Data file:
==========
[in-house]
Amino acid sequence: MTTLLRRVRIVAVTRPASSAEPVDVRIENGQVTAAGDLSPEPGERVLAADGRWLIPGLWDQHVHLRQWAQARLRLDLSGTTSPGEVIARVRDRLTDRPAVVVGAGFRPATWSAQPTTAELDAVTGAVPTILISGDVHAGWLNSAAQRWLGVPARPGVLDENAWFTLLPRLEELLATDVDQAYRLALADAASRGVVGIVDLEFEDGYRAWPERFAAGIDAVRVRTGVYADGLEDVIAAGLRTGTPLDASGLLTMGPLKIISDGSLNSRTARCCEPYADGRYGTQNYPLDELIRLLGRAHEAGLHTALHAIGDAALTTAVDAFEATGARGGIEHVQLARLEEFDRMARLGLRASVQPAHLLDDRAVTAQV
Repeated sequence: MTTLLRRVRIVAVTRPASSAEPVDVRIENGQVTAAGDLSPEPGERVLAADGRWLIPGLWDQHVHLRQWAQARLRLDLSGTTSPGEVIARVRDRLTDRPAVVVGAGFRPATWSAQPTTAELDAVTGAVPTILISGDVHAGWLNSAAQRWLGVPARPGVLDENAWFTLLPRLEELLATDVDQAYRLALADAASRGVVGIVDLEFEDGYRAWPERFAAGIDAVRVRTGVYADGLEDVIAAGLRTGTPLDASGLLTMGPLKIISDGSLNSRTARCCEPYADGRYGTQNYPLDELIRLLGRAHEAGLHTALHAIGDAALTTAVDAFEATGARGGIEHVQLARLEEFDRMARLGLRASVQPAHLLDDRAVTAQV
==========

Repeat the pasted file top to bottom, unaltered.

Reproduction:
[in-house]
Amino acid sequence: MTTLLRRVRIVAVTRPASSAEPVDVRIENGQVTAAGDLSPEPGERVLAADGRWLIPGLWDQHVHLRQWAQARLRLDLSGTTSPGEVIARVRDRLTDRPAVVVGAGFRPATWSAQPTTAELDAVTGAVPTILISGDVHAGWLNSAAQRWLGVPARPGVLDENAWFTLLPRLEELLATDVDQAYRLALADAASRGVVGIVDLEFEDGYRAWPERFAAGIDAVRVRTGVYADGLEDVIAAGLRTGTPLDASGLLTMGPLKIISDGSLNSRTARCCEPYADGRYGTQNYPLDELIRLLGRAHEAGLHTALHAIGDAALTTAVDAFEATGARGGIEHVQLARLEEFDRMARLGLRASVQPAHLLDDRAVTAQV
Repeated sequence: MTTLLRRVRIVAVTRPASSAEPVDVRIENGQVTAAGDLSPEPGERVLAADGRWLIPGLWDQHVHLRQWAQARLRLDLSGTTSPGEVIARVRDRLTDRPAVVVGAGFRPATWSAQPTTAELDAVTGAVPTILISGDVHAGWLNSAAQRWLGVPARPGVLDENAWFTLLPRLEELLATDVDQAYRLALADAASRGVVGIVDLEFEDGYRAWPERFAAGIDAVRVRTGVYADGLEDVIAAGLRTGTPLDASGLLTMGPLKIISDGSLNSRTARCCEPYADGRYGTQNYPLDELIRLLGRAHEAGLHTALHAIGDAALTTAVDAFEATGARGGIEHVQLARLEEFDRMARLGLRASVQPAHLLDDRAVTAQV